"The food there is good but expensive."
Translation:اَلْأَكْل هُناك طَيِّب لٰكِنّ غالي.
I'm under the impression that in the sentence اَلْأَكْل هُناك طَيِّب لٰكِنّ غالي, the word هُناك could be after or before اَلْأَكْل without changing the meaning of the sentence. Am I right? the app considers it wrong. Thanks!
Well, typically if we would start with Hunák (هناك), the sentence would be like this: هناك، الأكل طيب لكن غالي. A comma is added here. Not sure how to explain it but it's about how to read it. In fact, you can even put it at the end of the sentence as well. Not sure what model does Duolingo use, but probably by virtue of programming, they can't encounter or consider all possibilities? So they have to stick with one version of the sentence (my guessing only). However, in Arabic, even though not a definite rule, but usually the thing that you want to bring an attention to, is brought first in the sentence. For example, if the conversation was about a specific place, then yes, you would start with Hunák to bring the attention about that place and then you tell what is going on or what is wrong with this place over there. If your conversation was about food specifically and you want to bring attention to it, then the sentence would be like above (or even with Hunák at the end of the sentence). So, it's about the flow of the conversation; Otherwise, your answer, and the others, are all correct.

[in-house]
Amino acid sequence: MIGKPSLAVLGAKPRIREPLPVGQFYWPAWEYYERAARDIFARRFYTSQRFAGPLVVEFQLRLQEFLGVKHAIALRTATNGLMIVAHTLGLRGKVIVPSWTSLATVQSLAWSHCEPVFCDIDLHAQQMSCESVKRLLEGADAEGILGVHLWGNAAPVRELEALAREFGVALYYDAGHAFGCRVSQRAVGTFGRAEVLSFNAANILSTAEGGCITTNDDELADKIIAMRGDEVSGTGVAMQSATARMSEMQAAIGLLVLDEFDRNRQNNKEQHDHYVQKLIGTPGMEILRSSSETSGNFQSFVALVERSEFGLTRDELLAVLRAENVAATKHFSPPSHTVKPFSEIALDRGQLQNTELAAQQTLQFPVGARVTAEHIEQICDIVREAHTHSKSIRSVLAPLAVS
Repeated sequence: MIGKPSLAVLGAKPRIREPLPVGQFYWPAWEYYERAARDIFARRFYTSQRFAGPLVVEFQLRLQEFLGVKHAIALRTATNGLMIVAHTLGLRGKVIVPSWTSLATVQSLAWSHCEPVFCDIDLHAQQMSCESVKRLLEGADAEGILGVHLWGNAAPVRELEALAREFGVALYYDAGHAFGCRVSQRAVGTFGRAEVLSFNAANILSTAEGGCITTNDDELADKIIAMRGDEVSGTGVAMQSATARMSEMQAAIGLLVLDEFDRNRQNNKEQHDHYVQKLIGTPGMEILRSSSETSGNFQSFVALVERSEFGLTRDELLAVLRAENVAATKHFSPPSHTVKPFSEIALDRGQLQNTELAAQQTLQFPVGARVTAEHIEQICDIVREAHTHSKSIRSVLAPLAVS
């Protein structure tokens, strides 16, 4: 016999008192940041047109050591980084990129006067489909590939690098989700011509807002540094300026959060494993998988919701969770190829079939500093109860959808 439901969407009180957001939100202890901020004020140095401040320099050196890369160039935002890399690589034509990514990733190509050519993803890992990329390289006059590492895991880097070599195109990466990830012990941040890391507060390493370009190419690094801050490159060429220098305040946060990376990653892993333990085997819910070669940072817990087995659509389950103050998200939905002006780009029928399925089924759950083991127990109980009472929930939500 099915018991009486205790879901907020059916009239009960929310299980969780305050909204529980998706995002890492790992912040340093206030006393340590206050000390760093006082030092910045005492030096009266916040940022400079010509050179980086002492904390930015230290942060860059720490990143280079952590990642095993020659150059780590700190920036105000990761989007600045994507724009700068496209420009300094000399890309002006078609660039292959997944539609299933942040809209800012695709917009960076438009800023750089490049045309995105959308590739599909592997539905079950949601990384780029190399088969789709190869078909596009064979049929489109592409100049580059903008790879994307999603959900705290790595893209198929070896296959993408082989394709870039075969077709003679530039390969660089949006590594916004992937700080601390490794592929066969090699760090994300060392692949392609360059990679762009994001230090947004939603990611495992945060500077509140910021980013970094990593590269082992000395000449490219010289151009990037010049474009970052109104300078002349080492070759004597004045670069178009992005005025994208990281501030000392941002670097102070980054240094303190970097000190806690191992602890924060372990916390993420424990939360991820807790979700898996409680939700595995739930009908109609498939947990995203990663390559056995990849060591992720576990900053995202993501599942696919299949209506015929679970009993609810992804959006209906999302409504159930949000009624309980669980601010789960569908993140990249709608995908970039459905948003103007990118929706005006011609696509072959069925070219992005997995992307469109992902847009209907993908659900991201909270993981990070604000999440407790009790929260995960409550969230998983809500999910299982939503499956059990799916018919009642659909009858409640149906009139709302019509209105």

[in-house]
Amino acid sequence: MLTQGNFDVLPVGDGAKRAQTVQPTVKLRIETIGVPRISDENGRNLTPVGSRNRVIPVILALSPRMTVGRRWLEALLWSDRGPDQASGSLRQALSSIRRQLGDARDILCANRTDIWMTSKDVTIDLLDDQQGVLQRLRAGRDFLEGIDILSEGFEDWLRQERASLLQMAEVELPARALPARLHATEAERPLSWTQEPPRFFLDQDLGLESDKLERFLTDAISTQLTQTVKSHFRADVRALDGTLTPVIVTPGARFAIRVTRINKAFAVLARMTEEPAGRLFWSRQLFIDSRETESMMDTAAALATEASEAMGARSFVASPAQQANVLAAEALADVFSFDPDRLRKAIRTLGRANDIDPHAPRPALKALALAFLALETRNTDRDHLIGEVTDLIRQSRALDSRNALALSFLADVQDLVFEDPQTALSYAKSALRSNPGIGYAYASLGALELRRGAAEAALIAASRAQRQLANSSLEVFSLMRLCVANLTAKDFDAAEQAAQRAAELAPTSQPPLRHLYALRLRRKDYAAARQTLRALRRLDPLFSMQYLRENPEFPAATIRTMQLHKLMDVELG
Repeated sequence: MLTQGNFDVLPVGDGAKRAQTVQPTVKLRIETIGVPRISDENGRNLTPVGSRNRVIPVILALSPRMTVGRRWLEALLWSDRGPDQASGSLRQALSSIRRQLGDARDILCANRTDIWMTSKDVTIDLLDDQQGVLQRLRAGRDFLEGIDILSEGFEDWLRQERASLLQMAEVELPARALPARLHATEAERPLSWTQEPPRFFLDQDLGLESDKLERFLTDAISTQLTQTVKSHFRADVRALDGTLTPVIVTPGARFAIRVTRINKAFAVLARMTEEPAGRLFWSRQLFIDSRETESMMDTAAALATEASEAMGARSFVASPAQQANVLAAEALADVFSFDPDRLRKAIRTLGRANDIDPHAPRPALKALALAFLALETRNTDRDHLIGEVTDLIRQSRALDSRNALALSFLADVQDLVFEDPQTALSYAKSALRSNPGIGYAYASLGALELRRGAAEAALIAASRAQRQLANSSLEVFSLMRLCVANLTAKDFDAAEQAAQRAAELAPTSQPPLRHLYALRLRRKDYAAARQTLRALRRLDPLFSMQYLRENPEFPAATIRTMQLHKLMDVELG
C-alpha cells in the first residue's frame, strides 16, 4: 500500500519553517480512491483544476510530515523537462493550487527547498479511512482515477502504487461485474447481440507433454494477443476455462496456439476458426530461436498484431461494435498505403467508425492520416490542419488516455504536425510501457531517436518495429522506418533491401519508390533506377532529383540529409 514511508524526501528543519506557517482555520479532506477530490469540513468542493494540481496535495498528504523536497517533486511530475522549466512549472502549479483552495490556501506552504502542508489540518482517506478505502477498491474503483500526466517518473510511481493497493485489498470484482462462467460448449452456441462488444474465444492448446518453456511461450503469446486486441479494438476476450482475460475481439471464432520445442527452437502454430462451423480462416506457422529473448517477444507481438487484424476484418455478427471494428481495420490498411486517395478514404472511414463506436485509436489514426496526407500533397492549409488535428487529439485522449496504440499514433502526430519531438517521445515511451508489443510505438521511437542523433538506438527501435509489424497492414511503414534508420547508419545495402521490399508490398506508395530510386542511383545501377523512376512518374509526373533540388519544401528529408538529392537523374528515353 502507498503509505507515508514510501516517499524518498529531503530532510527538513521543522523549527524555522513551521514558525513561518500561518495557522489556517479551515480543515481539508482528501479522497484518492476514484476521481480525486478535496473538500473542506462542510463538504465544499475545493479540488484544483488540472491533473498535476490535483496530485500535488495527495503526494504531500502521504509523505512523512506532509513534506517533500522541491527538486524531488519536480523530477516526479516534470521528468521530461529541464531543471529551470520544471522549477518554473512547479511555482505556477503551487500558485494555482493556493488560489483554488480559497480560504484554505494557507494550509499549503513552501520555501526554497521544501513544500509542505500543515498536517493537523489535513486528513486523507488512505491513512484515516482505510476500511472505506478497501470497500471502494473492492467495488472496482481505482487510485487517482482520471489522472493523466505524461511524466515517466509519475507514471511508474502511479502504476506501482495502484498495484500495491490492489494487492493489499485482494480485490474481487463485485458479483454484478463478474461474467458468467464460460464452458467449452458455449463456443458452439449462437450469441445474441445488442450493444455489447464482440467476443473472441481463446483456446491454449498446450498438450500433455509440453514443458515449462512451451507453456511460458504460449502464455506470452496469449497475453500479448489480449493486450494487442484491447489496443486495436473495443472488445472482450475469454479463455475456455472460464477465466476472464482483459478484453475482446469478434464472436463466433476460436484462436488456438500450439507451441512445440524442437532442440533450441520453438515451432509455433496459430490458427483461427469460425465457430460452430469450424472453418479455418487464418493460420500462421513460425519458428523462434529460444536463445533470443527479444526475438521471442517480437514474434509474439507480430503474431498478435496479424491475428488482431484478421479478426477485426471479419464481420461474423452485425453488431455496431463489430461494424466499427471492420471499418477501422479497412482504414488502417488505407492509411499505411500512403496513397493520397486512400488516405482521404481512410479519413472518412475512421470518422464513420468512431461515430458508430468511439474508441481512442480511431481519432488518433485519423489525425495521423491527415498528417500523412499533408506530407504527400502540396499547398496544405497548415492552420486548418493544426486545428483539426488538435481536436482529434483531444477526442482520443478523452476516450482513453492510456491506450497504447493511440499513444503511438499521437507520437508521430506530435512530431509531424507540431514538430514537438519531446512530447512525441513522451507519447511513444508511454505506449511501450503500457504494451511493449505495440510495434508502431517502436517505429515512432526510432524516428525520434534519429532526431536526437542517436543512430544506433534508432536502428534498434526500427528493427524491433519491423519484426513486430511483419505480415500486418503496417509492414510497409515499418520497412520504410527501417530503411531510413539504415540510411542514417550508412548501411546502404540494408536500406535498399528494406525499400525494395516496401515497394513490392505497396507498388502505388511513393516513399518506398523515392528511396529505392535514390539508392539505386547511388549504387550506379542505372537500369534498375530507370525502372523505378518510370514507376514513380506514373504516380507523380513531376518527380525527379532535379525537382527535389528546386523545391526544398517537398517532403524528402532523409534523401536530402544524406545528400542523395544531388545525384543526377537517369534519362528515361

Could جَيَّد be used instead of طَيَّب? Is the latter only used when speaking of food, as in 'tasty'?
Well, طيب is somewhat used for food at times but a better expression would be لذيذ (laDíD) or شهي (šahiy). So, in some sense, yeah you can use "good" (جيد) to mark the food as being good. جيد is more general than طيب.
On the other hand, طيب can also mean kind or nice so personally I would encourage people not use such adjective to describe a tasty food, and rather use لذيذ or شهي to mark a delicious food. But well, it's Duolingo after all and I have no say in this.